Here’s How It’s Done

I just read the article below, about Eli Sapharti’s story of regaining his health. This is the way to transform your life – whether it’s losing weight, getting stronger, being healthier, or anything else. Commit to just one or two things at a time, so you can be successful. Then add little by little. Drink a glass of water each day. Walk a few minutes. Eat a salad for dinner once a week. Whatever.

One of the things I did early on was to walk around a small park near work every day on my lunch break.

“While on that business trip, I lay in my hotel bed thinking not only about how I got to that point, but also about how I was going to stop this downward spiral of becoming fatter and sicker. I thought of all the diets I had been on and how many workout plans I had attempted with very minor and temporary success that eventually led to total failure. It was at that moment that I committed to making two small changes in order to be at least a little healthier: 1) I committed to walking for 15 minutes every day and 2) I quit drinking regular soft drinks. I used to drink two liters of soda per day!”

Read more, on Yahoo.com: Eli Sapharti is 45, 6 feet tall, and in 2008 he weighed 290 pounds. Today, he’s dropped to 190 pounds. This is the story of his weight-loss journey.

Don’t Rely on BMI (Body Mass Index)

My BMI, or “Body Mass Index,” is 26.9 – well into the “overweight” category. It’s right there on my medical chart every time I visit the doctor, and my weight tracking and food logging apps display it ominously in red to alert me that I’m in trouble. Too heavy! Lose weight! I get nagged about it from several directions.

The only problem is, the BMI can’t be correctly used to determine whether a person needs to lose weight or not. In fact, “losing weight” is the wrong issue to be thinking about entirely. Instead, if we need to be thinking about losing anything, we should be thinking about fat, not weight.

A few days ago, on Saturday, August 29, 2015, I did a DEXA (or DXA) body composition scan – the most accurate kind of body composition test available. My results showed I have a perfectly healthy body fat percentage, excellent fat distribution (less belly, more hips/legs), great Relative Skeletal Muscle Index (RSMI), and right-at-the-top-of-the-chart bone density. As the gentleman explaining the charts and graphs on my printout said, “You got all A’s!”

So the BMI can go suck an egg.

People who have lots of muscle and “good bone” (as horse people put it) will often have a high BMI, while they are actually quite healthy. And, probably a more widespread problem, others will have low body weight, and a “healthy” BMI, but they have little muscle mass (that’s called being “skinny-fat”). They are not healthy and lean, just small. Either way, don’t trust the BMI to tell you how you’re doing. Sure, it can indicate something that needs further investigation, but it cannot definitively determine whether you are “fat” or not.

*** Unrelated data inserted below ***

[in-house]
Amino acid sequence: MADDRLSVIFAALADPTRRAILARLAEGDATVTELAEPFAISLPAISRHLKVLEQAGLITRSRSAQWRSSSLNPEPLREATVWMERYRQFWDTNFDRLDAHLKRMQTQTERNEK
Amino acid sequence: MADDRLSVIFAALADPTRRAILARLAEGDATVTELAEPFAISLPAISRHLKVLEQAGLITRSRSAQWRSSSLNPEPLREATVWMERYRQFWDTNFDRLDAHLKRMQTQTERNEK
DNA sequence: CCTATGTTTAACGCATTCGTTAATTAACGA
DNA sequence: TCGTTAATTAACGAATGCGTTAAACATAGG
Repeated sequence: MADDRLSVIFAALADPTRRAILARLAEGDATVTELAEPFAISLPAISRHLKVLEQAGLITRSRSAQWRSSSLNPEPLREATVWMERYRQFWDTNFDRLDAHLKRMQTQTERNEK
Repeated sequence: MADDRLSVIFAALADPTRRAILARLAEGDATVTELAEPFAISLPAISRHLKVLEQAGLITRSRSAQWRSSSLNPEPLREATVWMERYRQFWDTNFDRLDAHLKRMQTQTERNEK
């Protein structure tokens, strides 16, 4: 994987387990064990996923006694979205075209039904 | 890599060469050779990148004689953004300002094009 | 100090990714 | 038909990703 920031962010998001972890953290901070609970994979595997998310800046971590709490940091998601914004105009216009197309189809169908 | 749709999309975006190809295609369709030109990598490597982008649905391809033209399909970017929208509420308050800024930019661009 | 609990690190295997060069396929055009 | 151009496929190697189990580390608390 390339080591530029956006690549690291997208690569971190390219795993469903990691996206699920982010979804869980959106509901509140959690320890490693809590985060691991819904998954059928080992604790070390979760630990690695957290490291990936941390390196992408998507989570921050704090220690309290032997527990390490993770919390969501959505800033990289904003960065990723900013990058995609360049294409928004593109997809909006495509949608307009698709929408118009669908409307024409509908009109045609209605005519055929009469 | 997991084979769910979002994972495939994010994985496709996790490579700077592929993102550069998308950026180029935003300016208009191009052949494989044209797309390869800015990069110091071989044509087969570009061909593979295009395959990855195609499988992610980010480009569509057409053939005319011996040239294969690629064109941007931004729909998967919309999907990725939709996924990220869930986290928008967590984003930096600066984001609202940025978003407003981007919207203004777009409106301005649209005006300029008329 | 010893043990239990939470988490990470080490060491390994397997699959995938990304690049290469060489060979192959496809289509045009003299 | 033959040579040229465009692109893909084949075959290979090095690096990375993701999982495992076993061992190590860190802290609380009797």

That’s not even what it’s for – it’s being applied incorrectly. Here’s more about why you should not be relying on the BMI as a measure of your health or fitness:

Read or listen to “Top 10 Reasons Why The BMI Is Bogus,” from NPR’s Weekend Edition Saturday, 4 July, 2009.

Do Your Warm-ups!

I don’t know about you, but the body I wake up with in the morning isn’t a very good one. I’m not at my physical or mental best. Everything feels heavy and lumbering. One hand or the other is usually numb. I can hardly bend down to pet the cats or pick up the clothes I tossed on the floor the night before. In this state it’s hard to get moving, even to do basic chores like cleaning out my car or pulling weeds in the yard. Feats of strength, coordination, and fluid responsiveness – like squatting and deadlifting with my strength and conditioning coach, or dealing with multiple attackers at the dojo – seem like distant fantasies. There’s no way this body can accomplish those things.

But I know a simple process to change this body into the one that can do all those things easily and comfortably: Do my warm-ups.

I was reminded of this at last week’s Aiki Summer Retreat, a week-long Aikido camp. When I’d bow in for class at the last minute (or late!) my body wasn’t ready – I felt creaky and stiff. When I made a point of arriving early and going through my usual warm-up routine I felt strong, limber, and grounded. It makes a world of difference to warm up before we try to get active.

My routine starts with walking laps around the mat, then jogging for short bits, dropping back to a walk when I need to catch my breath. I progressively increase speed -walking faster, then running – as my body feels ready, until I am jogging laps, and sprinting one long side of the mat as fast as I can go. Once my muscles are warm I loosen up further with big range-of-motion exercises, and finally do some front and back rolls, and a few stretches. By the end I am breathing hard, sweating, and ready to train without feeling like I might shatter when I hit the mat. The whole process takes only about 10 minutes. When I lead warm-ups before class at the dojo – not as vigorous – they only take 5 minutes. It’s a small investment of time that has big pay-offs, including more energy, better focus, and fewer injuries.